Is Muslim comedy an oxymoron?

Rather than begin with my own opinion, the following is an excerpt of a review of a sketch on a BBC show. I will reserve my opinion until the very end.

A Muslim comedian has spoken out in defence of a controversial new BBC comedy sketch called The Real Housewives Of ISIS, saying ‘being offended is very popular these days’. The BBC has come under fire for the sketch, which satirises US reality TV shows like Real Housewives Of Orange County and Real Housewives Of Atlanta. It appears on new BBC 2 show Revolting and follows a group of British girls who have travelled to Syria to join ISIS and marry terrorists.

In the first episode, one of the characters is seen showing off her new suicide vest after complaining that ‘it’s only three days until the beheading and I’ve got no idea what I’m gonna wear’. Another bemoans that her husband ‘won’t stop talking about his 40 virgins’. After some critics described the sketch as ‘disgusting’, comedian and writer Shazia Mirza has told The Guardian: ‘The rightwing press might be offended, and maybe the leftwing liberals, but Muslims aren’t offended – it’s like they want us to be offended but we aren’t. We’re OK, thanks’

Mirza continued: ‘There’s a long history of people from different religions mocking themselves – Christians, Jews, Catholics – why can’t Muslims make jokes about themselves? If we are going to continue that proud tradition of satire that has to be allowed.'”

Naturally, I wanted to see the sketch for myself before rendering an opinion.  Here it is.  The Guardian 
  1. I think satirizing a group is the most effective way to undermine it, even when such group is as heinous as ISIS.
  2. The massive amount of suffering they have caused makes me reluctant to enjoy even a joke at their expense, but if the satire can can make some potential recruits turn away or shame their cause, then let’s have more satire.
  3.  I am so politically incorrect and impervious to personal offense that I find the idea of a female ISIS recruit complaining that she “has nothing to wear to the beheading” hilarious. Sorry folks, I do. I don’t even understand the whole concept of being offended.
  4.  My only quibble with what Shazia Mirza said is that she implies that the right wing press is more likely to be offended than the left wing liberals. NO! The latter are offended by almost anything, far more so than conservatives. Taking up offense for others is the badge of honor for liberals.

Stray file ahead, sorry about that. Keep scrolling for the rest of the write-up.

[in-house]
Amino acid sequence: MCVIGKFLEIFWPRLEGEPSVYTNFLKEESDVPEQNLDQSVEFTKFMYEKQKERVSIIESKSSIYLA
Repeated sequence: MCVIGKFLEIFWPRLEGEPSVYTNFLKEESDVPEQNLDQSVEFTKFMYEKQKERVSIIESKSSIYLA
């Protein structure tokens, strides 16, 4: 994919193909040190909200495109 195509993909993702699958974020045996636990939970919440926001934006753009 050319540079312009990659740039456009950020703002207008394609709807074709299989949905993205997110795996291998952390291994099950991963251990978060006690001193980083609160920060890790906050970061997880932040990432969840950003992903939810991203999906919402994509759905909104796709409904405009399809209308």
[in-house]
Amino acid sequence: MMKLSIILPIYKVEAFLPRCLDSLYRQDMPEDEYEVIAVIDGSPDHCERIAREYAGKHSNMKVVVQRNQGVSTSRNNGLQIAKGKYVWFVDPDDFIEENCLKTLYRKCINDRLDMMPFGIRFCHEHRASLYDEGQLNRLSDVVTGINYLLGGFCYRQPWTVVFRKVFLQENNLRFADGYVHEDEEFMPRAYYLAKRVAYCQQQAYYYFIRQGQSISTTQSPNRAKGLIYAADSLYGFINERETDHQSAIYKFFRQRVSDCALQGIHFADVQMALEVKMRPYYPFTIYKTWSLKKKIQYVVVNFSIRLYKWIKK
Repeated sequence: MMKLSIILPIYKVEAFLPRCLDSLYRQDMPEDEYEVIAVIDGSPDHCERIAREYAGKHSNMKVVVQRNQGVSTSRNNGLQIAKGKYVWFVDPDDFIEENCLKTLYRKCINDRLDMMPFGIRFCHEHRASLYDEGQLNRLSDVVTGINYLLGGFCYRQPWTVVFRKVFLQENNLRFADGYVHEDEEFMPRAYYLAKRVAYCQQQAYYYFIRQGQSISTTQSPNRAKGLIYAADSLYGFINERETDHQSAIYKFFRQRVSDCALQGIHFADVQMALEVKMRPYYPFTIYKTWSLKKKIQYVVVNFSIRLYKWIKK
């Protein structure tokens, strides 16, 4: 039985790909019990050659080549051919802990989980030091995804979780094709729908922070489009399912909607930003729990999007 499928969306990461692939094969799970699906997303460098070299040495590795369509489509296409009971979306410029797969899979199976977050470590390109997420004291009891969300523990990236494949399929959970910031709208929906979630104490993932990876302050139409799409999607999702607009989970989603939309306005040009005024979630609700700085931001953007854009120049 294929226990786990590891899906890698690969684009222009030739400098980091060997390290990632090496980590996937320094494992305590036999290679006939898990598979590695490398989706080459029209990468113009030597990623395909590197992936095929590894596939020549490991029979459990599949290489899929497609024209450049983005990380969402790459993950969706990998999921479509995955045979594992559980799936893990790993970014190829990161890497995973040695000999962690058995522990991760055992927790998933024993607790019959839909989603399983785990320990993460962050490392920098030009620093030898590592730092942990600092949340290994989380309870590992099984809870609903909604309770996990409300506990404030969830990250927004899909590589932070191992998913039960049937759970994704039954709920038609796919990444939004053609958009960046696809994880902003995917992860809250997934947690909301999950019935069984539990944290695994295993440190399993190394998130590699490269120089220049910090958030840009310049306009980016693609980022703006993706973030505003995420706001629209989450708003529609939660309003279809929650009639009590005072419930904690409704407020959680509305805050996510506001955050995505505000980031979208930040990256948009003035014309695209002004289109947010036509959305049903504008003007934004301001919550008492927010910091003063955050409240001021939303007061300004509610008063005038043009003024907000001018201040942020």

5.  I really found it funny, especially the one where the wife says she has been widowed 5 times, then hesitates as the building shakes (drone strike?), then corrects herself and says 6 times.
As for the title of this post, I appreciate satire as among the highest forms of humor, and I would like to see a lot more self-satire from Muslims. As someone born into a Jewish household, I can appreciate the history of Jewish humor as a constructive response to oppression. If I were being oppressed, I hope I could laugh in the faces of my oppressors. Yeah, nothing would make them angrier….but that’s the idea!

As for a lot of Muslim spokesmen today AND their liberal media enablers,  I want to quote Hussain Haqqani, a prominent Muslim and former Pakistan envoy to the US: “The violence over ‘Islam’s honour’ is a function of the collective Muslim narrative of grievance. Decline, weakness, impotence, and helplessness are phrases most frequently repeated in the speeches and writings of today’s Muslim leaders. The view is shared by Islamists – who consider Islam a political ideology – and other Muslims who don’t. The terrorists are just the most extreme element among the Islamists. As a community, Muslims are obsessed with their past pre-eminence, which stands in stark contrast to their current weakness. The bravado of beheading “blasphemers” and thinking that a terrorist attack can change the global order are ways of reclaiming a glory that is vividly recalled but has not been seen by Muslims in recent centuries.”

If you hate what I have to say, good. I invite you to get it off your chest by replying. But don’t necessarily expect a response. Dueling blogposts, emails, and texts are fun for awhile, but ultimately futile for mutual understanding. I am open to real dialogue but NOT dueling diatribes!